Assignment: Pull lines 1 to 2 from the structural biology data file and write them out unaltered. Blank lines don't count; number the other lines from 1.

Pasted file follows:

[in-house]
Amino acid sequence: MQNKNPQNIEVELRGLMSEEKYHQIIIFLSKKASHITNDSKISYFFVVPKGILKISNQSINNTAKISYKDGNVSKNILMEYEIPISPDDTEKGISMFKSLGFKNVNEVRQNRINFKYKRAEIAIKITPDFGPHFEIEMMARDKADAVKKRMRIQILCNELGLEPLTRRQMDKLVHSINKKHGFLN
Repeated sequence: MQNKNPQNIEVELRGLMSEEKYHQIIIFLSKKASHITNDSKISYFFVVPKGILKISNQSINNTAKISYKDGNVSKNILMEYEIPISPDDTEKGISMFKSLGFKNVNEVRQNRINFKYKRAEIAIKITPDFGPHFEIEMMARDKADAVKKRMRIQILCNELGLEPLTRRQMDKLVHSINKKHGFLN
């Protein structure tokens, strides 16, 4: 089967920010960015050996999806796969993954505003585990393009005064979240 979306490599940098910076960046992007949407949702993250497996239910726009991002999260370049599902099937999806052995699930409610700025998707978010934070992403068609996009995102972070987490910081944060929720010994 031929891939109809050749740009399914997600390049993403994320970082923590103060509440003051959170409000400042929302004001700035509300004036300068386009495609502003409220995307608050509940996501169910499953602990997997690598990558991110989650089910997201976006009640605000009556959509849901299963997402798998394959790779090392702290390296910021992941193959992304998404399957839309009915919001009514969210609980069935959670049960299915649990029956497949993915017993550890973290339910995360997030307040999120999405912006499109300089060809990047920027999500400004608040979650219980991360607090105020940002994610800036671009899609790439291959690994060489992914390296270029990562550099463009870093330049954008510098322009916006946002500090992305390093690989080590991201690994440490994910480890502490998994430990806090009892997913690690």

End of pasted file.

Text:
[in-house]
Amino acid sequence: MQNKNPQNIEVELRGLMSEEKYHQIIIFLSKKASHITNDSKISYFFVVPKGILKISNQSINNTAKISYKDGNVSKNILMEYEIPISPDDTEKGISMFKSLGFKNVNEVRQNRINFKYKRAEIAIKITPDFGPHFEIEMMARDKADAVKKRMRIQILCNELGLEPLTRRQMDKLVHSINKKHGFLN